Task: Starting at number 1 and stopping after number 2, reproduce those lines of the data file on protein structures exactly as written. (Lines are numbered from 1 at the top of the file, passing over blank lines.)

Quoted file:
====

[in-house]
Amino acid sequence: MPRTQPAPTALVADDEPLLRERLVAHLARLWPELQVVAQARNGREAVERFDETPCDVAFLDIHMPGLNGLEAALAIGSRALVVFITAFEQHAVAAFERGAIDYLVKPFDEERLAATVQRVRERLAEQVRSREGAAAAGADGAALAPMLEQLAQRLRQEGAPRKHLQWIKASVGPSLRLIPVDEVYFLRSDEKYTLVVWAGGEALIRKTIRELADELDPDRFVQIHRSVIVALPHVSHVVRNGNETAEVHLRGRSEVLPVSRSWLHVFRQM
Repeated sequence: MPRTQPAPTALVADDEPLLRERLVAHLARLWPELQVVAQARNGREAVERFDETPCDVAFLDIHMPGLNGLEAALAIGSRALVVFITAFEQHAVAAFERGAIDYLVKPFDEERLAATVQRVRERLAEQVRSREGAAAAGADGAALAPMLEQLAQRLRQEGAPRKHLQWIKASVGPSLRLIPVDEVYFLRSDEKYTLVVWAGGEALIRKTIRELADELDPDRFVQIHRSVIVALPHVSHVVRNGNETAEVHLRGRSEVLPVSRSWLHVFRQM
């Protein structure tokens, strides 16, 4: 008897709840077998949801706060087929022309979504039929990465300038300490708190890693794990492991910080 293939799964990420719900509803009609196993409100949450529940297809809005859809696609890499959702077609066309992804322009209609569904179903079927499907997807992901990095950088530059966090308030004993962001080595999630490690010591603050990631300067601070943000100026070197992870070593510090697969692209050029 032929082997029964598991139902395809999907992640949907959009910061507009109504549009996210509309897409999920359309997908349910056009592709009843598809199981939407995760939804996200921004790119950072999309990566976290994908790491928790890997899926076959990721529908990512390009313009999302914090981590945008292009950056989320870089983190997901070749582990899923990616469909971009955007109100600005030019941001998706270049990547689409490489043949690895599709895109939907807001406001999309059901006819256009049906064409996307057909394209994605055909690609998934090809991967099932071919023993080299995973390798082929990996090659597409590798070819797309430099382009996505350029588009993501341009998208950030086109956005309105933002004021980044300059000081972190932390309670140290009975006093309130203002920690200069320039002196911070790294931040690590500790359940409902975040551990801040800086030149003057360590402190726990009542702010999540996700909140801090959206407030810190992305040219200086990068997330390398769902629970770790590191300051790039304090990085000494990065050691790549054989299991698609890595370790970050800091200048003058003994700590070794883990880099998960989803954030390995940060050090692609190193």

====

[in-house]
Amino acid sequence: MPRTQPAPTALVADDEPLLRERLVAHLARLWPELQVVAQARNGREAVERFDETPCDVAFLDIHMPGLNGLEAALAIGSRALVVFITAFEQHAVAAFERGAIDYLVKPFDEERLAATVQRVRERLAEQVRSREGAAAAGADGAALAPMLEQLAQRLRQEGAPRKHLQWIKASVGPSLRLIPVDEVYFLRSDEKYTLVVWAGGEALIRKTIRELADELDPDRFVQIHRSVIVALPHVSHVVRNGNETAEVHLRGRSEVLPVSRSWLHVFRQM